Football players, coaches aim to motivate at-risk youths

Sunday, November 5, 2006


Southeast Missourian

About 100 youths from the Division of Youth Services were guests of Southeast Missouri State University Athletic Department, Criminal Justice Department and the football team Saturday.

Boys ages 13 to 19 from New Madrid Bend, Girardot Center and Sears Youth Center toured the team's facilities, heard a presentation in the weight room, played flag football with the players and were special guests at the criminal justice tailgate party and the evening game.

"The selected football players have found themselves in need at some point in their lives," assistant professor of criminal justice Dr. Linda Keena said. "While today they might be the ones with the ability to help, at some point they were the recipient of someone else's volunteer effort."

Player Jared Odum shared his personal life with a 15-year-old poet from the Girardot Center.

"I met a football player who writes poetry," the boy said.

"You don't have to be physical or strong," said Odum, who grew up in the Boys and Girls Clubs. "The pen is mightier than the sword, and if writing it down helps you, then do it."

The senior was part of the presentation last year and made it a point to be there to talk with the boys because he looks forward to it. "They don't think we know what they're going through, but we do."

Some of the players talked about football being a good vehicle for aggression, but most explained the importance of education, honesty, not giving up and listening to teachers.

Team captain Edgar Jones of Louisiana said making good decisions and separating yourself from bad people was important. He said that dealing with negativisim from others was best handled by living up to your own expectations.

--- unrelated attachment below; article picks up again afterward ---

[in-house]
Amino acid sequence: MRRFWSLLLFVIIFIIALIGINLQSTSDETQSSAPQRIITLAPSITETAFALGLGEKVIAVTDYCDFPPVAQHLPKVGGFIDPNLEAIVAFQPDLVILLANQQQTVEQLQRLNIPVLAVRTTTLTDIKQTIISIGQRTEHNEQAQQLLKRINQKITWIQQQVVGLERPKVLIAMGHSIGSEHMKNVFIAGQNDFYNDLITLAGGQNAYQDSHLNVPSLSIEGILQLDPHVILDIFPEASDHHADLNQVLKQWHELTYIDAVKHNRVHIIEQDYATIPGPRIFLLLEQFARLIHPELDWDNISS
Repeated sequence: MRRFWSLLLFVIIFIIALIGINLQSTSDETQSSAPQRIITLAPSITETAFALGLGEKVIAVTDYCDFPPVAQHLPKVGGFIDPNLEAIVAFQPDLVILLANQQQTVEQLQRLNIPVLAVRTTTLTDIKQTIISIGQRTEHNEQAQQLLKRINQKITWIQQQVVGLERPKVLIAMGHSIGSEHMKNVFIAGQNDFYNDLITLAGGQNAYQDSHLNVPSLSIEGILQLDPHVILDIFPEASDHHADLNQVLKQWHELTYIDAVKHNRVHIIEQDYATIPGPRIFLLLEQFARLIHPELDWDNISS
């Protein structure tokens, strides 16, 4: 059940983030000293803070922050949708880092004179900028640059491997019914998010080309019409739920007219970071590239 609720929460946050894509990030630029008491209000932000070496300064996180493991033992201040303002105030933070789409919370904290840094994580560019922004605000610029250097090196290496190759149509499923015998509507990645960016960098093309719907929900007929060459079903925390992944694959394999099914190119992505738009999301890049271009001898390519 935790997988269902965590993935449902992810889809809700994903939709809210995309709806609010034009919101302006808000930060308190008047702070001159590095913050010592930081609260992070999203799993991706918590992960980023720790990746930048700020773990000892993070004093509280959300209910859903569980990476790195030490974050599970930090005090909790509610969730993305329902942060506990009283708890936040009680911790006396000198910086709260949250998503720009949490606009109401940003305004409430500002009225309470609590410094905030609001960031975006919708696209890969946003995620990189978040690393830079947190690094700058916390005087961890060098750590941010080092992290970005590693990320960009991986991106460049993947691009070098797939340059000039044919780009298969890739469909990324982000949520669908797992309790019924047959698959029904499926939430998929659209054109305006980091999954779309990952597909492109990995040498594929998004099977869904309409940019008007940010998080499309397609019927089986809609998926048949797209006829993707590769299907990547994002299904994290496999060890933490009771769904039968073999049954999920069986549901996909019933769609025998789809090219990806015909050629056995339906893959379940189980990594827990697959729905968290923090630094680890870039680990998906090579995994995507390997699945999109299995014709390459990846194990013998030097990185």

Player John Radney of Michigan, who was raised by his grandparents, said he was forced to grow up quickly because his parents were strung out on drugs. "I've been in your position before. Football was a getaway for me. But you should never forget where you came from. You're all a team -- Take care of each other."

Coaches gave pep talks using their own life experiences as strategies to connect with the group. Assistant coach Kenny Wilhite got his degree in child development, and that led him to coaching. Wilhite made it clear that he wasn't coaching for the money but to make better people out of the players.

"That's what these guys are doing for you here today. People working with you today are doing it because they're trying to make it better for you," he said.

Head coach Tony Samuel addressed the group, too.

"Sometimes people tell you things you don't want to hear because they're looking out for you," Samuel said. "If you hear what people tell you, you're going to be all right. You're young. Work at it. "

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